And make no mistake about it — The Turning Point is a dance movie.  Don’t get me wrong.  There’s a plot.  Actually, there’s several plots and it’s not incorrect to describe The Turning Point as being something of a soap opera.  But ultimately, all the plots are just window dressing.  Director Herbert Ross started his career as a choreographer with the American Ballet Theater and the characters in The Turning Point are fictionalized portraits of people that he actually knew.  Ross’s love for both ballet and the dancers comes through every frame of The Turning Point and the film’s best moments are when the melodrama takes a backseat to the performances onstage.

But I guess we actually should talk about the melodrama.  Okay, here goes:

Many years ago, DeeDee (Shirley MacClaine) and Emma (Anne Bancroft) both belonged to the same New York ballet company.  DeeDee was the star of the company and was set to play the lead in Anna Karenina when another dancer with the company, Wayne (Tom Skerritt), got her pregnant.  DeeDee not only dropped out of the company but she married Wayne and moved back to his home state of Oklahoma.  (The film suggests, in an oddly regressive moment, that Wayne only slept with DeeDee in order to prove that, despite being a male dancer, he wasn’t gay.)  DeeDee and Wayne opened a dance studio in Oklahoma City while Emma got the lead in Anna Karenina and went on to become a prima ballerina.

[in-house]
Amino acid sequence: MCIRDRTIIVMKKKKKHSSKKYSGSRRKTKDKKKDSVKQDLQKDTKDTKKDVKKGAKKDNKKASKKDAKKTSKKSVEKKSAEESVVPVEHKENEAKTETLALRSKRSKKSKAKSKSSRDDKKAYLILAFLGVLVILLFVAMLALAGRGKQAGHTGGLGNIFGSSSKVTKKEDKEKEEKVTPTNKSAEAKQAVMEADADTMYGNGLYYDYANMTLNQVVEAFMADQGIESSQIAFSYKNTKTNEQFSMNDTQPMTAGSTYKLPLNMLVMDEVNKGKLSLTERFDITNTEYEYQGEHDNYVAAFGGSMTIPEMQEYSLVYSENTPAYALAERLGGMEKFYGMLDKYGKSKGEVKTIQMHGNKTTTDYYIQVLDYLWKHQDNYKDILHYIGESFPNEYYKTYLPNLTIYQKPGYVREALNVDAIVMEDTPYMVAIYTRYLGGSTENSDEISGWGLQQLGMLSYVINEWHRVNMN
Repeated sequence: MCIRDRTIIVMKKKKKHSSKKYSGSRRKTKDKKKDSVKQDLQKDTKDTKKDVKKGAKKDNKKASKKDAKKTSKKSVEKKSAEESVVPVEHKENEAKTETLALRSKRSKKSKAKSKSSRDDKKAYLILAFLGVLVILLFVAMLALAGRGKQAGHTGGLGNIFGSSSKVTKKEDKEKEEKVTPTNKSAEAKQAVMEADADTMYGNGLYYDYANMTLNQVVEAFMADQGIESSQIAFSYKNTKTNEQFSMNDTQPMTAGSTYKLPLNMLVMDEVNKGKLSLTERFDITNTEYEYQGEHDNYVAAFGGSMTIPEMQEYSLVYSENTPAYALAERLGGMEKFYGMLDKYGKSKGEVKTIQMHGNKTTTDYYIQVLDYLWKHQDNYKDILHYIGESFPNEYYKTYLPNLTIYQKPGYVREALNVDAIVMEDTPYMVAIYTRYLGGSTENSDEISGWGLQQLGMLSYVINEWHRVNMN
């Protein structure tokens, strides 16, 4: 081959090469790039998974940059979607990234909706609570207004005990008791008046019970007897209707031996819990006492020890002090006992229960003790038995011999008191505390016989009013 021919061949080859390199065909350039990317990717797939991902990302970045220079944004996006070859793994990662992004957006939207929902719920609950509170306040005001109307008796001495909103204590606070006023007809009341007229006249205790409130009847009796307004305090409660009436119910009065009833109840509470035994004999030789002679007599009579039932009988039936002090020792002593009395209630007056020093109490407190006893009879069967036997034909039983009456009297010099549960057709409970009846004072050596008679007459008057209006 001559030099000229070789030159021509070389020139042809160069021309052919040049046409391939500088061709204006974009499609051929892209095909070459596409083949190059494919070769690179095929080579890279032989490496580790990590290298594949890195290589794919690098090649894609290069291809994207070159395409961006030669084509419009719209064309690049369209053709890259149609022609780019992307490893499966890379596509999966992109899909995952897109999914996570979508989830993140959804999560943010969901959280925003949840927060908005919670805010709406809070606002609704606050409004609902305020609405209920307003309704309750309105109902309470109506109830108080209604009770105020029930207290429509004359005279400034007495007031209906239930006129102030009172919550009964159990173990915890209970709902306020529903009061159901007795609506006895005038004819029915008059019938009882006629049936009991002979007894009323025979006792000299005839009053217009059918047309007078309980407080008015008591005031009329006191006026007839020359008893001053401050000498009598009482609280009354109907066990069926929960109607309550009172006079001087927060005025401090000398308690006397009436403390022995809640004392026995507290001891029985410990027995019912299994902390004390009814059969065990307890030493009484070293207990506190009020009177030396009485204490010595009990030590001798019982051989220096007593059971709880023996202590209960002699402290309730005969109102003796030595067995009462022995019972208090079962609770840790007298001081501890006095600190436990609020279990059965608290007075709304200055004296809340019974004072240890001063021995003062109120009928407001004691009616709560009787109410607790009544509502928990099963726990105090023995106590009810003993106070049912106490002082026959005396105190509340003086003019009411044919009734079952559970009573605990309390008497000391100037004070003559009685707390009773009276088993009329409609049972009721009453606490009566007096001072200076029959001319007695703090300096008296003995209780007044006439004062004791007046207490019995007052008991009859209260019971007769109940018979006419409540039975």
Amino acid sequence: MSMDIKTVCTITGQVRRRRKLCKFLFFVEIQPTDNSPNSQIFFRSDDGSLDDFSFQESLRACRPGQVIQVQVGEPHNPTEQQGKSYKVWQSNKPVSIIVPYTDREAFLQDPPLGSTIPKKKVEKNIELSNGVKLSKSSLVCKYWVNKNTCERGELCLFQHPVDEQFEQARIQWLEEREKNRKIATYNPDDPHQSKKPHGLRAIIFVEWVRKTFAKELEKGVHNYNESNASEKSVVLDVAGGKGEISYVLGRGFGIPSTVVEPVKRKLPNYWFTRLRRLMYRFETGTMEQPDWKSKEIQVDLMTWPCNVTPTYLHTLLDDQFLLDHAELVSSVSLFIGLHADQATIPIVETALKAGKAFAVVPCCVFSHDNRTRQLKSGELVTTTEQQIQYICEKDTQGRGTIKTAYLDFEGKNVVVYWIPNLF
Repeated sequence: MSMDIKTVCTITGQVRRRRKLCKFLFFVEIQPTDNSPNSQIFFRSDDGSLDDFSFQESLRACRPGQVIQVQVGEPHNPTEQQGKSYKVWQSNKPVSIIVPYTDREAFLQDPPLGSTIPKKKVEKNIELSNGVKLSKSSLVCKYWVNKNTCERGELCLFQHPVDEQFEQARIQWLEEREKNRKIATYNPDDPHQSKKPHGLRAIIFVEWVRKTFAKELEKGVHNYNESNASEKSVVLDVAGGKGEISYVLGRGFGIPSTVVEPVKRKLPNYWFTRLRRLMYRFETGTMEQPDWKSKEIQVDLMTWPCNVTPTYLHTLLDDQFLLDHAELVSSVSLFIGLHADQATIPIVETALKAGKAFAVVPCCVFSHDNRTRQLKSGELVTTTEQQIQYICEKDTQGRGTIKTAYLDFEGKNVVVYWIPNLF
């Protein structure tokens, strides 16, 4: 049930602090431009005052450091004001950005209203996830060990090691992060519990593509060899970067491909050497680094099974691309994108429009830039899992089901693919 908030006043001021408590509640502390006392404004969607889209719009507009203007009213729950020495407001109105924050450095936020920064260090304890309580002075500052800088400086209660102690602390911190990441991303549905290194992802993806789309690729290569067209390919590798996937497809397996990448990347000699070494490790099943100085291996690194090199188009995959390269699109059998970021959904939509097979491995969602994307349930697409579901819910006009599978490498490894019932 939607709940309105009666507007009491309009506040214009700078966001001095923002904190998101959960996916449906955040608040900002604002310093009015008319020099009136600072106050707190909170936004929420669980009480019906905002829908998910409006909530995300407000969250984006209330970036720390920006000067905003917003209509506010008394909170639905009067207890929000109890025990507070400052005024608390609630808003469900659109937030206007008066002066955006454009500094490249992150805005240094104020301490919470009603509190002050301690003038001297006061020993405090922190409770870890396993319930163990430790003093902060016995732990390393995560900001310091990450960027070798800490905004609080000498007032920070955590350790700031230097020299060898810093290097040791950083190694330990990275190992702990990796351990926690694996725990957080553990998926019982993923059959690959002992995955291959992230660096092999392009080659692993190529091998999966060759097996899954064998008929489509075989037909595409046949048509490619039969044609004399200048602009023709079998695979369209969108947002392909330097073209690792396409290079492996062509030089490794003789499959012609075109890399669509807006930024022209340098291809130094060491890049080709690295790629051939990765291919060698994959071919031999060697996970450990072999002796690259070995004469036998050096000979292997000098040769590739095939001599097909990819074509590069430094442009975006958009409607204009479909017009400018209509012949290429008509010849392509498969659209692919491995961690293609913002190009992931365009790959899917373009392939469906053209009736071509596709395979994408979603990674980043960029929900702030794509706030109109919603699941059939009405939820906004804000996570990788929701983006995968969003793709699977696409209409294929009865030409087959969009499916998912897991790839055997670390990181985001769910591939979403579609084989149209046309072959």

18 years later, Wayne and DeeDee’s daughter, Emilia (Leslie Browne), is invited to join the company.  Because Emilia is shy and somewhat naive, DeeDee accompanies her to New York while Wayne stays behind in Oklahoma with their younger children.